Liability for a Truck Accident Due to Falling Asleep at the Wheel

Posted on behalf of Pfeifer Morgan & Stesiak

on November 24, 2020

. Updated on March 23, 2022


truck driver in front seat yawningThousands of accidents caused by drowsy motorists happen each year. Truck drivers are especially high-risk for causing a motor vehicle crash due to fatigue and falling asleep at the wheel because of the long hours they drive without a break. When truck accidents happen, the size and weight of a commercial big rig, semi-truck or 18-wheeler often causes injuries that are serious or fatal.

Learn more about accidents caused by truck drivers who fall asleep behind the wheel and the evidence attorneys may use to prove liability.

Our qualified attorneys at Pfeifer, Morgan & Stesiak are ready to provide legal help if you were injured in an accident involving a truck driver who fell asleep at the wheel. We have decades of experience and a proven track record of recovering millions in compensation for our clients. Call to learn more about how we may be able to help with no obligation or risk to you.

Risks and Reasons Truck Drivers May Fall Asleep While Driving

According to the National Highway Traffic Safety Administration (NHTSA), commercial vehicle drivers are more likely to doze off at the wheel than an ordinary motorist. In part, this is because of the long hours they drive – much of which is at night. In fact, NHTSA statistics reveal that fatigue is a contributing factor in as many as 30 to 40 percent of truck crashes.

Common reasons that truck drivers may fall asleep while driving include:

Sleep Apnea

Driving a truck involves long hours sitting. Unfortunately, this sedentary lifestyle is inherent to the job, and it often leads to weight gain and other dangerous medical conditions, such as sleep apnea. According to the Federal Motor Carrier Safety Administration (FMCSA), studies revealed than nearly one-third (28 percent) of commercial truck drivers suffer from mild to severe sleep disorders, including sleep apnea. Unfortunately, many sleep disorders are often undiagnosed, untreated – or worse, simply ignored.

Sleep apnea, a common, but serious sleep disorder, involves the upper respiratory airways. When the individual falls asleep, his or her airways are intermittently blocked, causing breathing to stop temporarily. This intermittent pause in breathing may happen multiple times each night, causing the individual to suffer from a lack of oxygen and reduced quality of sleep. This vicious cycle can lead to dangerous levels of fatigue, causing people to fall asleep at the wheel or at other times during the day.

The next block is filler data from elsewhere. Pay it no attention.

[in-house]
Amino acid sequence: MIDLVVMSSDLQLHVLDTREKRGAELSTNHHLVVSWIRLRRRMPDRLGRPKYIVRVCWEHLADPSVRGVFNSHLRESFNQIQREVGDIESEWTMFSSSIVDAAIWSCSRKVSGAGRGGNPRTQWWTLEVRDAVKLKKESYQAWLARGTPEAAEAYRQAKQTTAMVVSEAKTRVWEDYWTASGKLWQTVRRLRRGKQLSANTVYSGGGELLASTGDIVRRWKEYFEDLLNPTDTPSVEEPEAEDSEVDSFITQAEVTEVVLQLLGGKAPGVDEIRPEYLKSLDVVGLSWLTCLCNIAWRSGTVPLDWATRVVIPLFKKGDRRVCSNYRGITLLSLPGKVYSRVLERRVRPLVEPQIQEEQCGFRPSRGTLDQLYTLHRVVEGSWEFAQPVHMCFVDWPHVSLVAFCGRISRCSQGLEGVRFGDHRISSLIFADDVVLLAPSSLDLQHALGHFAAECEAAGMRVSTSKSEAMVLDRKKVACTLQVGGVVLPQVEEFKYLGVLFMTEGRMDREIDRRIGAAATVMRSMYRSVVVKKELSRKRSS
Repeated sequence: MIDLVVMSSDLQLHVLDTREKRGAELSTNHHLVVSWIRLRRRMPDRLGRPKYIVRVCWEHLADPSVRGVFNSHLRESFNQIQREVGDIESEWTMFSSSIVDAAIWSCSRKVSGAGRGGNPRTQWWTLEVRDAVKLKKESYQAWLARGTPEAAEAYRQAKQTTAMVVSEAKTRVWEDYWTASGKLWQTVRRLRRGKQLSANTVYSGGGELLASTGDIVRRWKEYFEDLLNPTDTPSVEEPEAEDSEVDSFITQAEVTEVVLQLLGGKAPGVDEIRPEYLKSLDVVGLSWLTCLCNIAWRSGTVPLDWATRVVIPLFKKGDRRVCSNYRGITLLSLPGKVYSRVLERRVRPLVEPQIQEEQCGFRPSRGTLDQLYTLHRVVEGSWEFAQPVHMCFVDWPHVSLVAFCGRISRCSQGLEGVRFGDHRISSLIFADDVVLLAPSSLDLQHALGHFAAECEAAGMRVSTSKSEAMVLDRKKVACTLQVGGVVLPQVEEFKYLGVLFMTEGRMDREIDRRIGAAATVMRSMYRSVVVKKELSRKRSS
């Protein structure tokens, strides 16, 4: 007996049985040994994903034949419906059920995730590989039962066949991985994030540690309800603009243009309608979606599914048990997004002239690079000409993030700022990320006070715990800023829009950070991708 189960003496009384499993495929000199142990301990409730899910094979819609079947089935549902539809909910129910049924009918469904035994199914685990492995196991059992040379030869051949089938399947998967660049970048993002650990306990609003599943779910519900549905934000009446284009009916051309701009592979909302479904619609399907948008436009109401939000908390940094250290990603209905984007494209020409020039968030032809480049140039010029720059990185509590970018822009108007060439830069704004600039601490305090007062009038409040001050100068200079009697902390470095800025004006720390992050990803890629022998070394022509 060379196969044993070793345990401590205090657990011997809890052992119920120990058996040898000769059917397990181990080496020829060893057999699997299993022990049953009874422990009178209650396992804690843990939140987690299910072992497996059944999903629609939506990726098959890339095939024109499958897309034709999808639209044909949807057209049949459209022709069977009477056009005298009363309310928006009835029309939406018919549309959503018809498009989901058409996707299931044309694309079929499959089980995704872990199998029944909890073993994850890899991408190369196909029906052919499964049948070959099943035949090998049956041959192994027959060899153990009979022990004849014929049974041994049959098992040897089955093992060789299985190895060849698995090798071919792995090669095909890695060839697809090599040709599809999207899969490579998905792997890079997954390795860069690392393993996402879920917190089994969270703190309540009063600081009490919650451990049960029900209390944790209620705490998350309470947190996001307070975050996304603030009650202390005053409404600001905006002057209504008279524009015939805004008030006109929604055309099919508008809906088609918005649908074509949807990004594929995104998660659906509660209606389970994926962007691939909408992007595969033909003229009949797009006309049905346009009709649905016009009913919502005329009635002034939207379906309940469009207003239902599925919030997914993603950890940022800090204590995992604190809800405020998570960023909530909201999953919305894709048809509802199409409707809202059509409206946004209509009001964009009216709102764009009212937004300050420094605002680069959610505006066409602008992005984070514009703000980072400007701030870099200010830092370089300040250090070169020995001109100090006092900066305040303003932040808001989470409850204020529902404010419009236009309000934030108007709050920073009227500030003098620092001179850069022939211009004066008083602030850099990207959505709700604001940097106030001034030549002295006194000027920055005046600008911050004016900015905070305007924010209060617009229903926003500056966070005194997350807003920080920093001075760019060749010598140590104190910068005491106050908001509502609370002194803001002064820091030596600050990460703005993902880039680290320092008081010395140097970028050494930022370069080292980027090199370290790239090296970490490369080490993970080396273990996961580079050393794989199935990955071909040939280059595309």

Taking Prescriptions

Some drivers may have other medical conditions, such as congestive heart failure, high blood pressure, hypoglycemia, anxiety, depression or pain that is treated with prescription medications. However, drugs that have side effects such as dizziness or drowsiness should not be taken before getting behind the wheel of any motor vehicle.

Driving Long Hours

Truckers were already at a higher risk for fatigue from driving long hours. Since the FMCSA implemented relaxed trucking hours of service amid the pandemic, drivers are now permitted to work even longer without taking a break.

Overnight Driving

Studies show more drowsy driving accidents, including when people fall asleep at the wheel, are likely to occur between midnight and 6 a.m.

Proving Liability for Drowsy Driving Truck Accidents

It can be challenging to prove that a drowsy truck driver caused you to be injured in an accident. What evidence can you use unless the driver actually admits to the police, to you or to a witness that he or she fell asleep at the wheel?

Even if there is no verbal admission of falling asleep, there are other types of evidence that could strengthen a potential claim. If an attorney is handling your claim, he or she will work to establish negligence by proving the driver failed to uphold his or her duty of care to others on the road, and that this failure not only caused the accident, but also your injuries and damages.

Evidence could include:

  • Witnesses who saw the vehicle swerving
  • Traffic or dash cameras that captured the truck going through traffic signals or stop signs
  • No skid marks at the scene, which may show the driver did not try to stop – common when someone falls asleep at the wheel
  • The truck driver’s logbook, which may establish whether the driver was working beyond the allowed hours of service
  • Evidence of prescriptions the driver was taking at the time
  • Medical records to look for conditions, such as sleep apnea, that could impact a trucker’s ability to drive safely

Why Seeking Legal Help May Benefit Your Claim

At Pfeifer, Morgan & Stesiak, our South Bend truck accident lawyers have extensive experience handling truck accident claims, including those caused by drivers who fall asleep at the wheel. We know how to handle the powerhouse attorneys hired by trucking companies and insurance providers, and we are adept at gathering evidence that builds a robust claim.

If you suffered injuries in an accident caused by a negligent truck driver, we are prepared to discuss your potential legal options in a free consultation with one of our qualified attorneys. This meeting carries no obligation or risk to you. If we represent you, there are no costs up front or attorney fees to pay unless we recover compensation for you.

Pfeifer, Morgan & Stesiak. Experienced Lawyers. No Upfront Costs. (844) 678-1800

Pfeifer, Morgan & Stesiak

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